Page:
Emily Meredith
Emily Meredith

In my last blog of 2013, I wrote that my hope for agriculture in 2014 was to be more transparent and to have a sense of humor. It’s probably no surprise to you by now that I think agriculture often takes itself too seriously; that we in the industry sometimes vacillate between a victim mentality and a superiority complex because we produce food.

On January 20, Jon Stewart (of the Daily Show) discussed Porcine Epidemic Diarrhea virus (PEDv), sow housing and America’s obsession with bacon during his nightly recounting of the news. And to be honest, at first I didn’t know quite how to feel about the sketch.

As a former guest on the Daily Show, I recognize (probably better than anyone) that the show is satirical in nature. They look for topics that they can turn into comedy for the sole purpose of audience chuckles.

But PEDv really isn’t funny.

In all fairness, outside of the trade media, this devastating virus affecting more than 2,000 farms in the United States and now Canada (according to this recent Hog Outlook) hasn’t gotten much news coverage until recently. But, the virus must have reached enough “critical mass” for Fox News to do a story--which is clearly where the writers for the Daily Show picked up this little lead.

But while Jon Stewart accused Fox of “burying the lead,” the truth is, both the Daily Show and Fox (and likely most other mainstream media covering the illness outbreak) all buried the lead: that this virus has seriously affected pork producers’ livelihoods.

The virus, set to trim nearly two percent off 2014 hog slaughter, to date has no cure--though many industry folks are working diligently to develop one. So while the virus has no impacts on food safety or human health, it doesn’t change the fact that the 2,000 farms affected are dealing with sick and dying animals.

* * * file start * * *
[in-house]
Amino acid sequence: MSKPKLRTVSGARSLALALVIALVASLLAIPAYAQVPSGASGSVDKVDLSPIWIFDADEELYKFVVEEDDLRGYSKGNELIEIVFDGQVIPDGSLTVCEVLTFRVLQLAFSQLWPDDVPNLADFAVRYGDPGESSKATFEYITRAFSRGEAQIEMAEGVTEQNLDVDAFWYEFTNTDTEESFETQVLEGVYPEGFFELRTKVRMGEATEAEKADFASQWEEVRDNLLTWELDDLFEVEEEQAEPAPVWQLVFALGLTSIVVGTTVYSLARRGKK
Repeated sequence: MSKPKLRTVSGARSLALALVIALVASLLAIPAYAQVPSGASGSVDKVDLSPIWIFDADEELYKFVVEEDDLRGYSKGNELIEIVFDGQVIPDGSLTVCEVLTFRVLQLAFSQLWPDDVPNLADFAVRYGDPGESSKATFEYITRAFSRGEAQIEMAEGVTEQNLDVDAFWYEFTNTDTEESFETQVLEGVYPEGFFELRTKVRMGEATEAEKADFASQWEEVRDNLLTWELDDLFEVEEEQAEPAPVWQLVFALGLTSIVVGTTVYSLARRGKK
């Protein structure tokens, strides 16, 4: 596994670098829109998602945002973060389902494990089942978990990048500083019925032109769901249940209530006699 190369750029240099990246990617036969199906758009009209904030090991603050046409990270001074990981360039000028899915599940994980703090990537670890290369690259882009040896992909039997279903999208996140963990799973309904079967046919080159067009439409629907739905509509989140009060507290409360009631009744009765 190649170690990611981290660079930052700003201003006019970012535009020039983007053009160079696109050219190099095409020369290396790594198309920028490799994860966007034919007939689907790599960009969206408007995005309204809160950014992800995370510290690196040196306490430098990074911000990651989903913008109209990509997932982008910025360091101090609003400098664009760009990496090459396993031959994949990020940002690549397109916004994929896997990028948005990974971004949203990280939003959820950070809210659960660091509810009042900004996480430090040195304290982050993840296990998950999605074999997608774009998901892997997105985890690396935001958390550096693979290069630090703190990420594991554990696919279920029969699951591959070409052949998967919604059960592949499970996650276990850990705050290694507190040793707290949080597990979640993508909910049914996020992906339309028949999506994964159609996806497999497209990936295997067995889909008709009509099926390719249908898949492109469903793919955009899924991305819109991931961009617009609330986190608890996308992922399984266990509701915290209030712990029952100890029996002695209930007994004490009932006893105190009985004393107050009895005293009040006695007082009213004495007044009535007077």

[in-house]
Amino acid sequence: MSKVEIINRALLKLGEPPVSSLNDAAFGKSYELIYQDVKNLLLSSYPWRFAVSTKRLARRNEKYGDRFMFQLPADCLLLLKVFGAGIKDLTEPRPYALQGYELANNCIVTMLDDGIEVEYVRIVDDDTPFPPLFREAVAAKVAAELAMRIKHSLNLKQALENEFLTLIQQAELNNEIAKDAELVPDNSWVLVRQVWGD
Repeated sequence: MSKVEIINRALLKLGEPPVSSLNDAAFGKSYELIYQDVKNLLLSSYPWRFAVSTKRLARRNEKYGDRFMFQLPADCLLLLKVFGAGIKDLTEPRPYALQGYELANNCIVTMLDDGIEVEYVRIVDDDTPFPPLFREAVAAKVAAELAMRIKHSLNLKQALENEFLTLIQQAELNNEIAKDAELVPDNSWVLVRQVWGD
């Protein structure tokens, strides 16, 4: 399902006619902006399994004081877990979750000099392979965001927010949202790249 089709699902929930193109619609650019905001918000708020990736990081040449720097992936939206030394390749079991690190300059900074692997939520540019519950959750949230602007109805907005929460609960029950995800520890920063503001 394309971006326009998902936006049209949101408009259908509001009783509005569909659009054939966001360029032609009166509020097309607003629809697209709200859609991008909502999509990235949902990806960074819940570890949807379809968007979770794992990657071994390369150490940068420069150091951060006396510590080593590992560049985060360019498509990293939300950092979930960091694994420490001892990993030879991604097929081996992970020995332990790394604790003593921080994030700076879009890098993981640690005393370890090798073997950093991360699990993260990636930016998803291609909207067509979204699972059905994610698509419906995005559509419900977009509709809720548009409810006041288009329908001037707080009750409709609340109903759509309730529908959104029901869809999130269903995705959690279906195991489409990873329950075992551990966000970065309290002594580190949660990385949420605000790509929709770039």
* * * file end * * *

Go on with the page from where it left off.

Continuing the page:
Admittedly, I am not an avid Daily Show fan (sorry Jon). So, you may be wondering how I heard of this little episode. Enter Paul Shapiro of the Humane Society of the United States (HSUS).

Paul, never one to let a good bit of media attention go to waste, sent out a blast email to his followers (of which I am one, for research purposes only, of course) calling the sketch an “incredible demolition of the pork industry.”

I’m sure Paul was referring to Jon’s offhanded comment calling the footage used by Fox a “pig penthouse” and noting that typically pig housing includes “a lot less elbow room and a lot more excrement.”

The footage used by the Daily Show team to accompany that snark showed happy, healthy, contented pigs in individual pens--no excrement in sight (in fact all the pigs looked incredibly clean). As far as b-roll footage goes, I was impressed.

Beyond the “penthouse” jab, however, I didn’t think of the portion of the sketch that referenced sow housing as an assault or critique of modern farming or gestation crates at all. As much as Paul Shapiro may market it as such, I don’t think Jon Stewart is joining the likes of Kristen Bell, Martha Stewart and Ryan Gossling in taking a public stance on best farming practices.

Even through my limited viewership of the Daily Show, I know that if Jon Stewart intends to crucify something or someone, you know it. I could be wrong, but I also don’t think that Mr. Stewart would have rounded out the sketch by talking about Americans’ obsession with bacon, if he had meant to take a stand against the pork industry.

So while Jon clearly buried the lead when it comes to how PEDv is affecting hardworking producers’ livelihoods, I certainly don’t think he demolished the pork industry (sorry, Paul).